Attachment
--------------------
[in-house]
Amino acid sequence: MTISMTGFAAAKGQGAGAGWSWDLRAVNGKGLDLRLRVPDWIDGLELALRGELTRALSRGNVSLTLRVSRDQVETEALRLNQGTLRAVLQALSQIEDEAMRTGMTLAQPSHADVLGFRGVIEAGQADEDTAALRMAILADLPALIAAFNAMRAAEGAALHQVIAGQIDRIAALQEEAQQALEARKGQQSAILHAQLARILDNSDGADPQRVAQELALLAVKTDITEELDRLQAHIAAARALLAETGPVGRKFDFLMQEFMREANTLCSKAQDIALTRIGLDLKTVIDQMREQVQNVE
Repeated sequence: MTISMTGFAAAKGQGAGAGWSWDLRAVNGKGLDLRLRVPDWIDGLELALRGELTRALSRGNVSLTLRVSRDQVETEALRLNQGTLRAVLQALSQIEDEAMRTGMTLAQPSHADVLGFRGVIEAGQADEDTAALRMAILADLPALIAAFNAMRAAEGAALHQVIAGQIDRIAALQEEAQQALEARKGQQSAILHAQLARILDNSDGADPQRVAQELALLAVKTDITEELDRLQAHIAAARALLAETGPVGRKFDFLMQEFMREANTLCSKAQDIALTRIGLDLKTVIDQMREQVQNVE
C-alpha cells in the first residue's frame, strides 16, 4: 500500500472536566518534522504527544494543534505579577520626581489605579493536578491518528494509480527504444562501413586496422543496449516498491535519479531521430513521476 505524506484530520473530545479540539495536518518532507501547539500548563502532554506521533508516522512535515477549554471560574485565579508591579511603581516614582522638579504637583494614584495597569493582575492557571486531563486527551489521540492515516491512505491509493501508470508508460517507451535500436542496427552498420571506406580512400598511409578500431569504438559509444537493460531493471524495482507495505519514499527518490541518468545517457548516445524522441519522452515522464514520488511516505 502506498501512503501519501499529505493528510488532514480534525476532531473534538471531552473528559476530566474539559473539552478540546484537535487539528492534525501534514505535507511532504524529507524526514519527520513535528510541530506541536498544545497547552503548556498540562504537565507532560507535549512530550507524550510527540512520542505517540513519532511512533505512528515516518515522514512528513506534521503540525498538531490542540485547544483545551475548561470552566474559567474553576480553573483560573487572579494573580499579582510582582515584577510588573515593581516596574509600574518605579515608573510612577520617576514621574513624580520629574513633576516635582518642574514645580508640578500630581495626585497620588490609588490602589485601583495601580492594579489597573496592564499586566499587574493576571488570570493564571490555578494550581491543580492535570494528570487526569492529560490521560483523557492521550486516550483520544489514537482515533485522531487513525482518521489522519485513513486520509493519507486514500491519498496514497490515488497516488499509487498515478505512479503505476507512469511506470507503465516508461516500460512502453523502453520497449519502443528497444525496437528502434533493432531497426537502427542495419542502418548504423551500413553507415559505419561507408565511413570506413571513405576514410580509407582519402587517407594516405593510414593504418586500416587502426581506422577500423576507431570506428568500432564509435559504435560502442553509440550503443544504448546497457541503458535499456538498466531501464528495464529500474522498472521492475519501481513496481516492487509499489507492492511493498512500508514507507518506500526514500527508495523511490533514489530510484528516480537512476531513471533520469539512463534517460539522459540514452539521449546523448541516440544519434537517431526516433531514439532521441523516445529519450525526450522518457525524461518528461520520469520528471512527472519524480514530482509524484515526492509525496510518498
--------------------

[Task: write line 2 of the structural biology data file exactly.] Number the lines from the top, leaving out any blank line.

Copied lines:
Amino acid sequence: MTISMTGFAAAKGQGAGAGWSWDLRAVNGKGLDLRLRVPDWIDGLELALRGELTRALSRGNVSLTLRVSRDQVETEALRLNQGTLRAVLQALSQIEDEAMRTGMTLAQPSHADVLGFRGVIEAGQADEDTAALRMAILADLPALIAAFNAMRAAEGAALHQVIAGQIDRIAALQEEAQQALEARKGQQSAILHAQLARILDNSDGADPQRVAQELALLAVKTDITEELDRLQAHIAAARALLAETGPVGRKFDFLMQEFMREANTLCSKAQDIALTRIGLDLKTVIDQMREQVQNVE